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Thomas
Thomas, Solicitor
Category: UK Family Law
Satisfied Customers: 7481
Experience:  BA (Hons), PgDip, Practising Solicitor
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I have been married for 18 years, two children both 16 or over.

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I have been married for 18 years, two children both 16 or over. I have not been happy in my marriage for many years and have found someone else I want to be with. I don't know what grounds i can file for divorce under as i am the one who committed adultry, my wife will not agree to me claiming unreasonable behavior against her, and I am the one who left her only 3 weeks ago. What grounds for divorce can i use?

Hi,

 

Thanks for your question.

 

A person cannot petition themselves under grounds of adultery, only your spouse can do this.

 

Separation requires separation for either a period of 2 years (with spouse consent) or 5 years (without).

 

At the present time the only option if she will not petition you is to divorce on the grounds of her unreasonable behaviour. If you ask a solicitor to draft particulars of unreasonable behaviour and send them to her contained in a letter then it might bring home to her that you wish to divorce and precipitate either her agreeing to acknowledge a petition based on UB or deciding to petition you.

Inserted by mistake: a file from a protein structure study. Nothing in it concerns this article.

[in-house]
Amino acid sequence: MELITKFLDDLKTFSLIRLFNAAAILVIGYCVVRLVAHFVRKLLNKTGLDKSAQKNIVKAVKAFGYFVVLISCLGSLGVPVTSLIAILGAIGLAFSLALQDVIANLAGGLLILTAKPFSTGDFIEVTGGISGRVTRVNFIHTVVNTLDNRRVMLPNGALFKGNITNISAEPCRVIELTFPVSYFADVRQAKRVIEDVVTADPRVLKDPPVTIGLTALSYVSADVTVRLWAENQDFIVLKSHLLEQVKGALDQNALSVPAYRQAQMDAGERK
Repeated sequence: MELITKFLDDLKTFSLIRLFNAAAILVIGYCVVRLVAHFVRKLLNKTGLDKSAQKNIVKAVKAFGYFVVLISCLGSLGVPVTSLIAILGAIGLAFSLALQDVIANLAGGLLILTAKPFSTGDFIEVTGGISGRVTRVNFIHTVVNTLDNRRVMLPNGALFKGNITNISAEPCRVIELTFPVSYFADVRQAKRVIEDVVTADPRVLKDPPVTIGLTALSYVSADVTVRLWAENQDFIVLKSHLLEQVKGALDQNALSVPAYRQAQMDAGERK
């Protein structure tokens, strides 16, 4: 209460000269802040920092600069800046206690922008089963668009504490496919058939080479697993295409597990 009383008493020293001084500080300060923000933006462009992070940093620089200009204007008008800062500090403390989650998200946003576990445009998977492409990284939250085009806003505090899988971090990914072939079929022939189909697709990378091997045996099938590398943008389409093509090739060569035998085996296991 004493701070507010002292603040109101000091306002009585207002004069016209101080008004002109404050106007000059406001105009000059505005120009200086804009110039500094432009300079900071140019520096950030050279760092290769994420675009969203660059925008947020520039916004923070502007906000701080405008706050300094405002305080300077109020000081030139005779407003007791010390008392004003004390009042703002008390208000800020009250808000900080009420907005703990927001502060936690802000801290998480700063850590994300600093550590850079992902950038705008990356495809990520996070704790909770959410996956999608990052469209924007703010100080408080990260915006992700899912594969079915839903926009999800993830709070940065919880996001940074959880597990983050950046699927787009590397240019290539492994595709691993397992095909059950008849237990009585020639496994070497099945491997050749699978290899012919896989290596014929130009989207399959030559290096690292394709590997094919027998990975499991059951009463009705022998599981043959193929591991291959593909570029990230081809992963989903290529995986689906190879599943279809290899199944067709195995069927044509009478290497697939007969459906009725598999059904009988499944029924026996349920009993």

You should consider mediation though in the meantime:-

www.resolution.org.uk

 

It sounds as if the root of the issue is for her to come to the realisation that the marriage is over. This can take time. Once she has reconciled herself to this then it will be an easier issue to manage.

 

 

I will answer your follow up questions you may have.


Kind regards,


Tom

Good afternoon,

 

 

Thanks for your question.

 

A person cannot petition themselves under grounds of adultery, only your spouse can do this.

 

Separation requires separation for either a period of 2 years (with spouse consent) or 5 years (without).

 

At the present time the only option if she will not petition you is to divorce on the grounds of her unreasonable behaviour. If you ask a solicitor to draft particulars of unreasonable behaviour and send them to her contained in a letter then it might bring home to her that you wish to divorce and precipitate either her agreeing to acknowledge a petition based on UB or deciding to petition you.

 

You should consider mediation though in the meantime:-

www.resolution.org.uk

 

It sounds as if the root of the issue is for her to come to the realisation that the marriage is over. This can take time. Once she has reconciled herself to this then it will be an easier issue to manage.

 

 

I will answer your follow up questions you may have.


Kind regards,


Tom

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